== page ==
Medically reviewed by Drugs.com. Last updated on Oct 26, 2020.
(eye ver MEK tin)
- Ivermectin Cream
- Ivermectin Lotion
Excipient information presented when available (limited, particularly for generics); consult specific product labeling. [DSC] = Discontinued product
Soolantra: 1% (30 g [DSC], 45 g) [contains cetyl alcohol, edetate disodium, methylparaben, propylene glycol, propylparaben]
Generic: 1% (45 g [DSC])
Sklice: 0.5% (117 g) [contains methylparaben, propylparaben]
Brand Names: U.S.
- Antiparasitic Agent, Topical
In pediculosis capitus treatment, ivermectin is a semisynthetic anthelminthic agent; it binds selectively and with strong affinity to glutamate-gated chloride ion channels which occur in invertebrate nerve and muscle cells. This leads to increased permeability of cell membranes to chloride ions then hyperpolarization of the nerve or muscle cell, and death of the parasite.
In rosacea treatment, the mechanism of action is unknown.
Metabolized hepatically by CYP3A4
Time to Peak
Cream: ~10 hours post application
Cream: ~6.5 days
Use: Labeled Indications
Head lice (Pediculus capitis) (Sklice lotion): Treatment of head lice infestations in patients 6 months and older.
Rosacea (Soolantra cream): Treatment of inflammatory lesions of rosacea in adult patients.
There are no contraindications listed in the US manufacturer's labeling.
Canadian labeling: Hypersensitivity to ivermectin or any component of the formulation.
Head lice: Topical: Lotion: Apply sufficient amount (up to 1 tube) to completely cover dry scalp and hair; for single-dose use only.
Rosacea: Topical: Cream: Apply to each affected area (eg, forehead, chin, nose, each cheek) once daily.
Refer to adult dosing.
Head lice: Topical: Lotion (Sklice): Infants ≥6 months, Children, and Adolescents: Apply sufficient amount (up to 1 tube) to completely cover dry hair and scalp; for single use only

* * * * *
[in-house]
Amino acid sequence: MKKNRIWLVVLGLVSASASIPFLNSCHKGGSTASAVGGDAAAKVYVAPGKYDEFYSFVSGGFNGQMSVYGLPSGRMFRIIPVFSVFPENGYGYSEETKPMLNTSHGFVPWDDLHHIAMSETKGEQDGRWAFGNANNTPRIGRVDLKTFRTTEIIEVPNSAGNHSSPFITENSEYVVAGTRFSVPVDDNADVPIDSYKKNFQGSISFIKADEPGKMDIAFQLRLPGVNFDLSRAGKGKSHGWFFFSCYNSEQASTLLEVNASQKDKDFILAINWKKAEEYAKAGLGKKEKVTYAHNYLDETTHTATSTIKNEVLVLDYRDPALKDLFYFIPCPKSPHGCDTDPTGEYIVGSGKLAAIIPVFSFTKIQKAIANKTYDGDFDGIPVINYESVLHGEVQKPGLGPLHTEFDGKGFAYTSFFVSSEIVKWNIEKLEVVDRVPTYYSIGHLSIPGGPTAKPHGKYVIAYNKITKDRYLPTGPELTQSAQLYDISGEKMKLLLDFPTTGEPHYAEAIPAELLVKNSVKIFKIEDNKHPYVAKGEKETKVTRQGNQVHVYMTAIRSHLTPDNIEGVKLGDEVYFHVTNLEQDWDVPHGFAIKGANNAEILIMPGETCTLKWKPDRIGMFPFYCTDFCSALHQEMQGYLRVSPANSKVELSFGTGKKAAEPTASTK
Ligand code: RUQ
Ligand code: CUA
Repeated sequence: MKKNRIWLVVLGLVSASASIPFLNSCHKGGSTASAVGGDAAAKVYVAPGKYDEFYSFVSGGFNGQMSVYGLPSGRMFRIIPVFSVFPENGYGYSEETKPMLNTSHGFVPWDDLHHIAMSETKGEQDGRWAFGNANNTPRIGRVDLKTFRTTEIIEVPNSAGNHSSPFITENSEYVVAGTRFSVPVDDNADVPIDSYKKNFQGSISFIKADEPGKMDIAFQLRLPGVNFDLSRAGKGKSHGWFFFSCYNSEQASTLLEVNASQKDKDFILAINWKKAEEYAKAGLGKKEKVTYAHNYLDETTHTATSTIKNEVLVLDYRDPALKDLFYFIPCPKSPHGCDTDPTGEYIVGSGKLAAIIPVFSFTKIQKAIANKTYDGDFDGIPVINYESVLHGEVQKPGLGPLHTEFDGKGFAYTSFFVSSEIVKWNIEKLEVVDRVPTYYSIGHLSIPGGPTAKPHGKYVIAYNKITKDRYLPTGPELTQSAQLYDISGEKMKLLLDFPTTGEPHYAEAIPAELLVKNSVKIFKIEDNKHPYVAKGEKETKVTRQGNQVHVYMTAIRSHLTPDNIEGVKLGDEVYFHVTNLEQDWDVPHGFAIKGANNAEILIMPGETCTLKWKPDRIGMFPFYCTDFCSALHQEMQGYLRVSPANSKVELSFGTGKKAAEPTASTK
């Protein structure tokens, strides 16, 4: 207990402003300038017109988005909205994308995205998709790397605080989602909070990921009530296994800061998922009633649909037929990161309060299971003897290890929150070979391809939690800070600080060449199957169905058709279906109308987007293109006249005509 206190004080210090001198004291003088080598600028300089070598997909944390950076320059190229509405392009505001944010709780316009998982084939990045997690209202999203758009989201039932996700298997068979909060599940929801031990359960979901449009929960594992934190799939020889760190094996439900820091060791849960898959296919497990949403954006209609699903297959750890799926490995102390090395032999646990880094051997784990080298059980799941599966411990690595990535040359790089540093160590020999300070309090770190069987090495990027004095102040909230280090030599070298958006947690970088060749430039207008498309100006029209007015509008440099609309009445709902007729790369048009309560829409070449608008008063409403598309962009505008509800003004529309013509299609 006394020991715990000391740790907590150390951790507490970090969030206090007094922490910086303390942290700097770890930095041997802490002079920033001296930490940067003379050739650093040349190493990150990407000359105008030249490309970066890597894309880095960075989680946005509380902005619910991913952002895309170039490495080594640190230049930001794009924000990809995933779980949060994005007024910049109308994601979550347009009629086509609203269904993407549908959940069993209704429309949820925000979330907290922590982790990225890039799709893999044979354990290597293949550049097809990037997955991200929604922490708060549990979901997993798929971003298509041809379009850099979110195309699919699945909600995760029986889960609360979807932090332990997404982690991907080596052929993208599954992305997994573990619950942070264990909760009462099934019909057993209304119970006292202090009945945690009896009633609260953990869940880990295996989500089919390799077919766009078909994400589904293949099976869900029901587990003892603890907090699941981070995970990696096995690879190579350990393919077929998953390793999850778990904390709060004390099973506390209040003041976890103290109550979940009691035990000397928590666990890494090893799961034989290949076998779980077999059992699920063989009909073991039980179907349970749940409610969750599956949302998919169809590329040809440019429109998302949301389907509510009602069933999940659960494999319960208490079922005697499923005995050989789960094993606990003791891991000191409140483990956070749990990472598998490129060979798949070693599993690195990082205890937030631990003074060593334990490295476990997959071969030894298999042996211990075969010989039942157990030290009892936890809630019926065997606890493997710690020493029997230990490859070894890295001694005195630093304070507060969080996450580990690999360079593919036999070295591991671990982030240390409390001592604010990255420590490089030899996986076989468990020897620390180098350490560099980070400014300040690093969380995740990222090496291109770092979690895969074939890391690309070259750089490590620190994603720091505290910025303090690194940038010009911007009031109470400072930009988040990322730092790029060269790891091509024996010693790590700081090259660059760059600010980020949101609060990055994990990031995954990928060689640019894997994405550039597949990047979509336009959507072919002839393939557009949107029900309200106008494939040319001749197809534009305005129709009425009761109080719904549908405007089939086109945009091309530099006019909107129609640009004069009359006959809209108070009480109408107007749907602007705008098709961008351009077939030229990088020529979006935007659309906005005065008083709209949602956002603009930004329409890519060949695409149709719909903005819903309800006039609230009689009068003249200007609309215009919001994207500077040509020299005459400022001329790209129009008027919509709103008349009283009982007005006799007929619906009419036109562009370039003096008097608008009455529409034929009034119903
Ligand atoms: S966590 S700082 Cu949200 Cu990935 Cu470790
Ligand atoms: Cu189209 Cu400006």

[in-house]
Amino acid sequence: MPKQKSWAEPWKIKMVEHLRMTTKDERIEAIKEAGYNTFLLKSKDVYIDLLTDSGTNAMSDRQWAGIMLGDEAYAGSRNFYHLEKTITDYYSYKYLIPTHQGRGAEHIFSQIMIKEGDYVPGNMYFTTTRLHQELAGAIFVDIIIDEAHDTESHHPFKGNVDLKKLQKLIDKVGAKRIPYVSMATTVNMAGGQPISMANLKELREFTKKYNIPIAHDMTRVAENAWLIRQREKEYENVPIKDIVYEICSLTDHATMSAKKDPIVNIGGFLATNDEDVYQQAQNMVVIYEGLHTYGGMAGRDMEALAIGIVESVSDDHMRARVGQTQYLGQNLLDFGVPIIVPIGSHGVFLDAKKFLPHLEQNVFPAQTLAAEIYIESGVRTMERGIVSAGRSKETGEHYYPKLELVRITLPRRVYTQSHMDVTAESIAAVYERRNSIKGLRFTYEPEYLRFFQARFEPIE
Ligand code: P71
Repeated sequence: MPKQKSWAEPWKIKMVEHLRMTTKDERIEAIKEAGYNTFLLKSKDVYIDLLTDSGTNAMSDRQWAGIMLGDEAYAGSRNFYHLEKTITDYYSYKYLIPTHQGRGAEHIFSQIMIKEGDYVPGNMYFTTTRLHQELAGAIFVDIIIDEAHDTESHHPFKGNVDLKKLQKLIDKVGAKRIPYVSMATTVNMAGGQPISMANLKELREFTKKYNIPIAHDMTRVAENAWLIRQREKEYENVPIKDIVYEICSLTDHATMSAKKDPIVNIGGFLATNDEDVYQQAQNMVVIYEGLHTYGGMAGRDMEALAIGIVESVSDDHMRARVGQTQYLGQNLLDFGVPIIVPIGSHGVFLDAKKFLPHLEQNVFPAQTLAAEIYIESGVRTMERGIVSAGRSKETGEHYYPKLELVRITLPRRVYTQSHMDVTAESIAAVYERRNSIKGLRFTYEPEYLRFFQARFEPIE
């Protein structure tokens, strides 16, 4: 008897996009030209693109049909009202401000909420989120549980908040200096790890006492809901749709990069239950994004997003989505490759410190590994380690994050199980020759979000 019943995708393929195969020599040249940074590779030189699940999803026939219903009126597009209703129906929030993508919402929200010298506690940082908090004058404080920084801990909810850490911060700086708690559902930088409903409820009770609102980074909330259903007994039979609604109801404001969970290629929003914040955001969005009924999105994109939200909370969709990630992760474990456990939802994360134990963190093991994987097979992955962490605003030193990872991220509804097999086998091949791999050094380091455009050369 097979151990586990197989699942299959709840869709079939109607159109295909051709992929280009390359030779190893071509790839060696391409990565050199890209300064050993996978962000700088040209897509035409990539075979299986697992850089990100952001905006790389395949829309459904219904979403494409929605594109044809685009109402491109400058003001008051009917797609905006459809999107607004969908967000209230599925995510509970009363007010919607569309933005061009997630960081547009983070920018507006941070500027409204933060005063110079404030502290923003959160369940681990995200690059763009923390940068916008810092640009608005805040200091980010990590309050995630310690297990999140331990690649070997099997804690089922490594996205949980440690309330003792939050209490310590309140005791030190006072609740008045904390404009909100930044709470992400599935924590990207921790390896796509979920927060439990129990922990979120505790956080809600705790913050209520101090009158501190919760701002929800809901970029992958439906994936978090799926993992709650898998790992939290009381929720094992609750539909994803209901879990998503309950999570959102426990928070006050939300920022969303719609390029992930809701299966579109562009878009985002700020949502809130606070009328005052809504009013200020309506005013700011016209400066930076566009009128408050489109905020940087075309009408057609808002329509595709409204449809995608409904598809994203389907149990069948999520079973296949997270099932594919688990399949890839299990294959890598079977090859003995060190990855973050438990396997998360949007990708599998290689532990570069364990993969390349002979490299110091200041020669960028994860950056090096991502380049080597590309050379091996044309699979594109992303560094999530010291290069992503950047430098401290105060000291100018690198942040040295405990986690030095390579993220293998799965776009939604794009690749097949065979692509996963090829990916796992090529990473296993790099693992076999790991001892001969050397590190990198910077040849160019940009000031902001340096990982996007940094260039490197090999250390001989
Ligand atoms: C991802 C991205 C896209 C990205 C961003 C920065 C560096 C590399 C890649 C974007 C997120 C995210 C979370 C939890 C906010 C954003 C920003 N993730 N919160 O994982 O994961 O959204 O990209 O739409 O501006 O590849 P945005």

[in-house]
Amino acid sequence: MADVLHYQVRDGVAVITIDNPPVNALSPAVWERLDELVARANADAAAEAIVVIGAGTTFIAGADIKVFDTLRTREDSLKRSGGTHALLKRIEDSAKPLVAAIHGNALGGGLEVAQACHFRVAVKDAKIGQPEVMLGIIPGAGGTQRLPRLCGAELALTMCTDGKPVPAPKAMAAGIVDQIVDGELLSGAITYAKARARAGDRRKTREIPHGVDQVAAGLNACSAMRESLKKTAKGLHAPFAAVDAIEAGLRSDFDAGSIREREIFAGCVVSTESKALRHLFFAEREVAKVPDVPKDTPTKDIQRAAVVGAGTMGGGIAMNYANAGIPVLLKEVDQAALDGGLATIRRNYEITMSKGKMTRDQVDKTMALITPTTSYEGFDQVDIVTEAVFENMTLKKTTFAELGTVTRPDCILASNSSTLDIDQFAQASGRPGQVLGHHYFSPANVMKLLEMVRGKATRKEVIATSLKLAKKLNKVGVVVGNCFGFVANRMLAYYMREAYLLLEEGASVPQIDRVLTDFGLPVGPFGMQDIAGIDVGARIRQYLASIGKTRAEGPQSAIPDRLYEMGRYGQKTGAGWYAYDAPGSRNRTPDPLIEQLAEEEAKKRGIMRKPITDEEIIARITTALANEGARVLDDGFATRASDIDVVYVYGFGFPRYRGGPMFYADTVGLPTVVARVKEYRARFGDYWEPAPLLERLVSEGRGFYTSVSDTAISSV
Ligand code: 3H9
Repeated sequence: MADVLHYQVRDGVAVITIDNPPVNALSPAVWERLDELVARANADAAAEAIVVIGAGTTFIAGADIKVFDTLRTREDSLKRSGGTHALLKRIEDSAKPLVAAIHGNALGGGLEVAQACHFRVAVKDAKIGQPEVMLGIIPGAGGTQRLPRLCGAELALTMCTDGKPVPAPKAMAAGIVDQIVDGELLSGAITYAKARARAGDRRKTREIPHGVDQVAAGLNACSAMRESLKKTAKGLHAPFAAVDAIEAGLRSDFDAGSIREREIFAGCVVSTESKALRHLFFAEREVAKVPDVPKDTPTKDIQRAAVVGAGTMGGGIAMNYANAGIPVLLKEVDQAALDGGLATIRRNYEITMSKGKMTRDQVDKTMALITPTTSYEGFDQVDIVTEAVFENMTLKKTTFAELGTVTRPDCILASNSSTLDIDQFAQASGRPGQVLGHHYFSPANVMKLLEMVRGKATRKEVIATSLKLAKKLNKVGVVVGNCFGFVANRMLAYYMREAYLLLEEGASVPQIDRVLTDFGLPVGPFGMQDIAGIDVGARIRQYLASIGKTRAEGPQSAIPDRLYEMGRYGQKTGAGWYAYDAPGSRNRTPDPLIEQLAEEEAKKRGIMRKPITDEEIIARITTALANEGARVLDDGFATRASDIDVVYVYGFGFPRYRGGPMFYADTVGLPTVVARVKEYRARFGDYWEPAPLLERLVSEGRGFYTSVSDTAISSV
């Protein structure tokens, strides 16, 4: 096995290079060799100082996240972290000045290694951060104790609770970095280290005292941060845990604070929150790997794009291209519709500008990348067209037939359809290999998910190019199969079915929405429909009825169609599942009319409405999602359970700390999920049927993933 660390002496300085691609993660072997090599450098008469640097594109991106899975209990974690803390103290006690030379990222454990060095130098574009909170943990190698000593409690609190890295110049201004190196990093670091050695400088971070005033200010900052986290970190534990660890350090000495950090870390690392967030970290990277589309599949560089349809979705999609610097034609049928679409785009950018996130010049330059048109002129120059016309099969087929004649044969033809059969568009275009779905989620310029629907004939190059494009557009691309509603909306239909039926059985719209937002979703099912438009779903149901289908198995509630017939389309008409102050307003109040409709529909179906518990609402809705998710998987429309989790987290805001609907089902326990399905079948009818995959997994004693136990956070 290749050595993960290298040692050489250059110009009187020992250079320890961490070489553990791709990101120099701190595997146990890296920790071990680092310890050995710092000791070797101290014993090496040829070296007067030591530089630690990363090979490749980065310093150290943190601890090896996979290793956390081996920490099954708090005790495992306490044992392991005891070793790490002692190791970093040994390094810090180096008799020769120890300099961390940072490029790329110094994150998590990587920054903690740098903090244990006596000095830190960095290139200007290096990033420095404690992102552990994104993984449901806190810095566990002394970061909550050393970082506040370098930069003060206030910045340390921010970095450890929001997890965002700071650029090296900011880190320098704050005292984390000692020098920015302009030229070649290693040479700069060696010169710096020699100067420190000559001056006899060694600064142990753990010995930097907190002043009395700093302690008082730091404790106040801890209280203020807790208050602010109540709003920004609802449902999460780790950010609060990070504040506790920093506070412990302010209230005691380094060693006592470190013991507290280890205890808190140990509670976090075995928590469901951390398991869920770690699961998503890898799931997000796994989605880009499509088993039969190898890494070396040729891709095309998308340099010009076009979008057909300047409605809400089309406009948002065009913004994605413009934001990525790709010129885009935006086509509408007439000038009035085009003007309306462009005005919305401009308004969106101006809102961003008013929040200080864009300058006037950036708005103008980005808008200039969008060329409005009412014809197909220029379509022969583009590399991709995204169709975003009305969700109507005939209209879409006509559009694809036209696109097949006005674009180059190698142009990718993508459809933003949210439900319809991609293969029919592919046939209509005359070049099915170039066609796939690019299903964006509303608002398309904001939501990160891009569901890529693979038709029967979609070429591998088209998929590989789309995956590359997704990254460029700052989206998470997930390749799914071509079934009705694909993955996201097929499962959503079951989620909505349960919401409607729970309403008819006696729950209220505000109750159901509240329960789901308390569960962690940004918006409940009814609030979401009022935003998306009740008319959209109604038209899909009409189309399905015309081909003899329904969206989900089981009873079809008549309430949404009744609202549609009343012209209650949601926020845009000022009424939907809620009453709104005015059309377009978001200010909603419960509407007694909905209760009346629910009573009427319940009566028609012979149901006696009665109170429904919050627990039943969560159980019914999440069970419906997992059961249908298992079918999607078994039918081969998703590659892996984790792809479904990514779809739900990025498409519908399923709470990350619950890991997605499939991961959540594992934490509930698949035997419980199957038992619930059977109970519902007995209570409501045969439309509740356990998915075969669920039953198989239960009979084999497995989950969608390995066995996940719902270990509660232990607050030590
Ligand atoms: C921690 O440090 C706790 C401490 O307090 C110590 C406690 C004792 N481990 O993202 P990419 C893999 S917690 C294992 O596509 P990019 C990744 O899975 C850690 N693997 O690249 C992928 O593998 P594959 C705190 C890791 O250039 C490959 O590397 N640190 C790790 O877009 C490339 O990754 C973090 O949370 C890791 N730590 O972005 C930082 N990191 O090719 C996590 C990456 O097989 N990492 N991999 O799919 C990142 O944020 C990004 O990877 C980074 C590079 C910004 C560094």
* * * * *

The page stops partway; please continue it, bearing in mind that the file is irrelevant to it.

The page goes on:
Topical lotion: For external use only. Apply to dry scalp and hair closest to scalp first, then apply outward towards ends of hair; completely covering scalp and hair. Leave on for 10 minutes (start timing treatment after the scalp and hair have been completely covered). The hair should then be rinsed thoroughly with warm water. Avoid contact with the eyes. Nit combing is not required, although a fine-tooth comb may be used to remove treated lice and nits. Lotion is for one-time use; discard any unused portion. Ivermectin should be a portion of a whole lice removal program, which should include washing or dry cleaning all clothing, hats, bedding, and towels recently worn or used by the patient and washing combs, brushes, and hair accessories in hot soapy water.
Topical cream: For external use only. Not for use in the eye, mouth or vagina. Wash hands with soap and water prior to application and after application. Apply a pea-size amount as a thin layer on each affected area (eg, forehead, chin, nose, each cheek).
Store at 20°C to 25°C (68°F to 77°F); excursions permitted between 15°C to 30°C (59°F to 86°F). Lotion: do not freeze.
There are no known significant interactions.
The following adverse drug reactions and incidences are derived from product labeling unless otherwise specified.
1% to 10%:
Central nervous system: Localized burning (≤1%)